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Severine

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About Severine

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  • Birthday 08/09/1981

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  1. Haha yeah the secret was (a) Christmas Tree Shops was selling fancy Italian Fido-brand jars for super cheap and (b) DIE MOTHS DIE.
  2. Oh man, that sucks. We had them like 8 years ago and we were able to completely get rid of them but only by being pretty extreme: we threw out all food that wasn't either in a can or in the fridge, I emptied all the cupboards and washed and bleached them, and we waited like 2 weeks with empty cupboards before re-buying anything so we could keep a look out. We also put out pheromone traps to catch the few that slipped through that process, and then we bought a huge collection of hermetically sealed glass jars and from that point on we stored all dry goods in those jars (flour, rice, oats, sugar, pasta, etc.) so that if we did buy a contaminated container of something they wouldn't spread. It worked, but it sucked even when living with people who were 100% on board, and I can't imagine Dumb and Dumber will be quick to volunteer to help or even respect any new rules/system you set up. The good news is that those pheromone traps really do work. You can get them at Home Depot or on Amazon. I'm sorry. Maybe tell your dad they're the things biting him so that he cares and tries to fix it?? 🤔
  3. Wow, he couldn't have picked a better topic to bother you if he was trying. I really hope he's not just doing it to be an ass.
  4. I just finished an awesome lunch of chicken milanese with two grilled portobello mushrooms and a side of black beans, sweet potatoes, and cilantro. All I had to do was assemble it from the containers and heat it up, and I am basking in the feeling of happiness that comes from eating a well-balanced, healthy, delicious meal that I didn't have to do any work to make happen. I should have signed up for a service like this years ago. Life-changing, without hyperbole.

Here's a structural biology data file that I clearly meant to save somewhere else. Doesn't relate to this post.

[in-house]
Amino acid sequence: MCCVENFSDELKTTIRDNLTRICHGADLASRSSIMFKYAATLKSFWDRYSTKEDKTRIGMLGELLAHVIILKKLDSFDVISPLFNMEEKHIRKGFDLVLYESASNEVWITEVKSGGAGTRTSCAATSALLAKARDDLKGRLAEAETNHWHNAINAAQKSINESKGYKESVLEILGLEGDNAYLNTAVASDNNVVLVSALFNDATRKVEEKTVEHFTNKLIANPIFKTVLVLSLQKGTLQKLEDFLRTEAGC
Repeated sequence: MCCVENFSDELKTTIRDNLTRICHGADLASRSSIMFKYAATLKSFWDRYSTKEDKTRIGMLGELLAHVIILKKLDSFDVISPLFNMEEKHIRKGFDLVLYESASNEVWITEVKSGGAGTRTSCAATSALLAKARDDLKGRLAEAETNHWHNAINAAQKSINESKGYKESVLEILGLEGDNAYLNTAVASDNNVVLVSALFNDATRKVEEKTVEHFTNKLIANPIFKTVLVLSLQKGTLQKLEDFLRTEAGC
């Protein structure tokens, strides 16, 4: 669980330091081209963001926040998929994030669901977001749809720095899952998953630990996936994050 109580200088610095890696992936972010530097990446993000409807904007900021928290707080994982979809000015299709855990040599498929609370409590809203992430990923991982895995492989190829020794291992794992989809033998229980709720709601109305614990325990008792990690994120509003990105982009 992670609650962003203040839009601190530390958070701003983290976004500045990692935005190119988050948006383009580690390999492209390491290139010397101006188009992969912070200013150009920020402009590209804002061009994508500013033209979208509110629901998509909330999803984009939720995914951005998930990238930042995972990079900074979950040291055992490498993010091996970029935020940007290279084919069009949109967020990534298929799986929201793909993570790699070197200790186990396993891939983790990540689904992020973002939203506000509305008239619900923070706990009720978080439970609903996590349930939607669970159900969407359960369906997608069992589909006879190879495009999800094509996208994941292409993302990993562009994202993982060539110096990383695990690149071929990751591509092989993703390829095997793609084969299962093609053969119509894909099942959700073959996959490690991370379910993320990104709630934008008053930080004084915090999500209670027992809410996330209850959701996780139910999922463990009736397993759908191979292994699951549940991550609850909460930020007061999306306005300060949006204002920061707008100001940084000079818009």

5. Maybe this will help: when I had some pain and I was concerned about gallbladder stuff and/or my appendix, my doctor sent me for an ultrasound just to check things out, but he also said that if my appendix had burst or I was having serious gallbladder problems, I would be literally doubled over in pain barely able to walk, so he wasn't worried about it being that given my much lower level of discomfort. It might sound weird, but that really reassured me because going forward I didn't worry that every little twinge was a gall bladder or appendix problem. This is a good example of how doctors saying "I'm not concerned about X" is 100% worthless to me, but if they take a minute to explain why they're not concerned, it often does help. Doctors take note. And don't feel bad at all for not driving them around. They're adults and they can solve their own logistical/health issues while you attend (by yourself) to yours. Trust me, they don't feel bad about letting you down ever. Don't return a favour they never did.